Those calling for the curse are from a group called Edah Haredit -- the Community of Religious. Founded in 1918 as a small band of ultra-Orthodox Jews who rejected the founding of modern Israel on religious grounds, Edah Haredit now claims a wide following among all ultra-Orthodox, a powerful minority in Israel.

The group has seized on an emotional issue with the black-suited Haredim. It leads the fight against construction projects throughout Israel that the group says are disturbing Jewish graves.

The curses they have levied have reaped a righteous toll, they claim.

Aharon Kempinski, a noted archaeologist, clashed with the Haredim when he supervised excavations of graves for a highway near Jerusalem in 1993. They put a curse on him, and he died last year of AIDS.

Yigal Shilo, another archaeologist, was cursed for excavations in a Jerusalem project called City of David. He died in 1987 of cancer, at the age of 50, a year later.

Ernst Japhet was given a lesser curse when his bank, Bank Leumi, financed construction of a hotel in Tiberias that Haredim claimed disturbed Jewish graves. The country's leading banker, he fell to scorn in a bank stock scandal in 1983 and went to prison.

Gershon Agron, a major figure in modern Israeli history, started the English-language Palestine Post and became mayor of Jerusalem. The ultra-Orthodox put the Pulsa de Nura curse on him for opening a public pool where men and women could swim together. Within a year, in 1959, he died of pneumonia at age 65 after surgery for liver ailments.

"It's a very, very serious offense to disturb graves," says Mr. Meshi-Zahav. "These people are thieves. It does not matter if they are breaking into a house or into a grave. We have to fight them, even with curses."

There is a whole system of formal curses in the Kabbalah, according to ultra-Orthodox scholars. The Harim calls for Jews to shun another Jew. The Niddui calls for a shunning of all his family. The Shamta is a general curse calling for some unknown ill to befall a person and requiring Jews to spit if they see him.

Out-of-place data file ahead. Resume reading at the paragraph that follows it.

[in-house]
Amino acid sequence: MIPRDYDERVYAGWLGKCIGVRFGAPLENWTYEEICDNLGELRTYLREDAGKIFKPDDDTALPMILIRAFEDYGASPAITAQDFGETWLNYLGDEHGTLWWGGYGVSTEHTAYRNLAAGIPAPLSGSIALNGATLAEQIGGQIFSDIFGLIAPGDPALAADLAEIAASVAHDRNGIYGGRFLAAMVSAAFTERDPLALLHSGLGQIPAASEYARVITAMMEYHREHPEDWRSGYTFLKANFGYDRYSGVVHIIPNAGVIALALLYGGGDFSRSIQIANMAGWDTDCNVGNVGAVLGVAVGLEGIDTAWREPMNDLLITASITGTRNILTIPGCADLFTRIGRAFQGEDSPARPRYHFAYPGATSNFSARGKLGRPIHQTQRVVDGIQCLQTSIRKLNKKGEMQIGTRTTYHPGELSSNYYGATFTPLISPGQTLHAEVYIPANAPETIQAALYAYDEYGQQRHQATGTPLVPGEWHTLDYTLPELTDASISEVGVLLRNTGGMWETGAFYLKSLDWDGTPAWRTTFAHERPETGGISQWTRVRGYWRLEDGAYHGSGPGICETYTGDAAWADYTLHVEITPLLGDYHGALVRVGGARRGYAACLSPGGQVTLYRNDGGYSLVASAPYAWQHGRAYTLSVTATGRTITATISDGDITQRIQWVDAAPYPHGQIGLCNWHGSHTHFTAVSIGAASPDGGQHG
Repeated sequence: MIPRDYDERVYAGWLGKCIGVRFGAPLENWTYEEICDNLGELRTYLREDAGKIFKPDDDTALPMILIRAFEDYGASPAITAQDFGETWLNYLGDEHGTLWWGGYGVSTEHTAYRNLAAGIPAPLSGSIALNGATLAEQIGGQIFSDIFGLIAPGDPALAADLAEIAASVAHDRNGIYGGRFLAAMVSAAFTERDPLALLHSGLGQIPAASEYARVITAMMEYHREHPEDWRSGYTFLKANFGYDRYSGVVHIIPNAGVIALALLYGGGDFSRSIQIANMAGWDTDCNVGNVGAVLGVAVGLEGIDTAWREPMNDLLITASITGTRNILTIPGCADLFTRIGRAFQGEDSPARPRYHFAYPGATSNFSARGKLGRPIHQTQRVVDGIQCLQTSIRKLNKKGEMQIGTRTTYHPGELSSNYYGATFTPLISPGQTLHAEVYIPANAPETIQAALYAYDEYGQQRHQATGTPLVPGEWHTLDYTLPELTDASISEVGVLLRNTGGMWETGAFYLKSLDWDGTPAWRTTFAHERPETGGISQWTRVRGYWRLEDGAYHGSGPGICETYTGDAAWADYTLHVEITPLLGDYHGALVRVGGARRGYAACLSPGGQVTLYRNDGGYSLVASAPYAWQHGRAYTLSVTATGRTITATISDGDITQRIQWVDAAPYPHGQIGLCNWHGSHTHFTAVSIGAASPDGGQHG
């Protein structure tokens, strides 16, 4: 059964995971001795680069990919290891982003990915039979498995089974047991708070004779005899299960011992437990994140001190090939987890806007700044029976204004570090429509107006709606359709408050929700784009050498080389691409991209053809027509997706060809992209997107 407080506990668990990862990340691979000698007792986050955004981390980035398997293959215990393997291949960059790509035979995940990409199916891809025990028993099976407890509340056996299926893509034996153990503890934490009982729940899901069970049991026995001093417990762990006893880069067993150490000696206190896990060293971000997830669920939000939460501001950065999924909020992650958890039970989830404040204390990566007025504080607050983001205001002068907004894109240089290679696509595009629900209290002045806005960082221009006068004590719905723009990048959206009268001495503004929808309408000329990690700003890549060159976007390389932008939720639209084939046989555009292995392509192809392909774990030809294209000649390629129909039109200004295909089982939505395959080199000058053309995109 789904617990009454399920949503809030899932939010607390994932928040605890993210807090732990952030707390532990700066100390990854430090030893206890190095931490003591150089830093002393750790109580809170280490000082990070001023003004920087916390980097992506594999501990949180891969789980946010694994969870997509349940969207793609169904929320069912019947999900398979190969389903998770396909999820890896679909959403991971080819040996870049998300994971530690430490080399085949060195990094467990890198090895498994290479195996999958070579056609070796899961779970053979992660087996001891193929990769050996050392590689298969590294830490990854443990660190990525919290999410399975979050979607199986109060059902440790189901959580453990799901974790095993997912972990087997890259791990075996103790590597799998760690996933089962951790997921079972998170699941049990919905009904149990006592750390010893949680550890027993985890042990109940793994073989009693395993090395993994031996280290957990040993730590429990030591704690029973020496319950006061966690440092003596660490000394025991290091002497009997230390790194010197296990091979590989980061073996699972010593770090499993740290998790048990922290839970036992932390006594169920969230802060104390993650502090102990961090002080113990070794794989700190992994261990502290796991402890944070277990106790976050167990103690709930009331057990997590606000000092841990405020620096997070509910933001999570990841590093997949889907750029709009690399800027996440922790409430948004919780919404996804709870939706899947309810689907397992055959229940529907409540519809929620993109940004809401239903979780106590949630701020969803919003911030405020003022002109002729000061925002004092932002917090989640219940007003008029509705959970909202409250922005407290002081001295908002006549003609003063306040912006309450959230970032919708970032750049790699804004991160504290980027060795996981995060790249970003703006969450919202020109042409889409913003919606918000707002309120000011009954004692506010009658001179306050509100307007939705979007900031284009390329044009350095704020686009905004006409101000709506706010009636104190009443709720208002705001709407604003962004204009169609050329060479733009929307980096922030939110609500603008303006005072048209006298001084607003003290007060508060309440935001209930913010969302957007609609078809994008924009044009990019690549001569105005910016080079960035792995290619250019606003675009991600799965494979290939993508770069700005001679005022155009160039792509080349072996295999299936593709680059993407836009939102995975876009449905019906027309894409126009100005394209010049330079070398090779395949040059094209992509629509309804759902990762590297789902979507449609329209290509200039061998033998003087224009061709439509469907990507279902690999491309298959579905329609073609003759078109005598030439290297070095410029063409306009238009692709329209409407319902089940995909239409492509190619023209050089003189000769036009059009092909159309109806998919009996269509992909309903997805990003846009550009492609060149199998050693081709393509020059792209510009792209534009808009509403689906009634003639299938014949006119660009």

The Meorah specifies a severe punishment: a corporal disease like cancer, a soul disease like madness or an economic loss like bankruptcy.

The most severe curse, the Pulsa de Nura, is rarely imposed because of its gravity and because it can boomerang. If the ritual is performed incorrectly -- a risk, since the elaborate procedures are passed down by word of mouth -- or if the target of the curse has been previously blessed, the curse can rebound to injure the person who made it.

"It's playing with fire," says Mr. Meshi-Zahav. "That's why they hesitate to use it. But if the decision is made to use it, they take the risk."

Indeed, in the ultra-Orthodox neighborhoods of Jerusalem, a story circulates that the Pulsa de Nura was called down on Iraqi President Saddam Hussein during the 1991 Persian Gulf war. But the procedure went awry, and the son of one of the rabbis died soon after.

Mr. Meshi-Zahav insists that the curse was not formally made and that "people are just trying to connect" the death of the rabbi's son with the incident.

"Who knows? You have so many excuses as to why a curse doesn't work," says Menachem Friedman, a senior researcher at the Jerusalem Institute for Israeli Studies and an expert on Haredim.

"Most people are rational and think rationally," he says. "But when you have a whole group of people cursing you, you have to be a very strong man, a very confidant man, to say that it's nothing."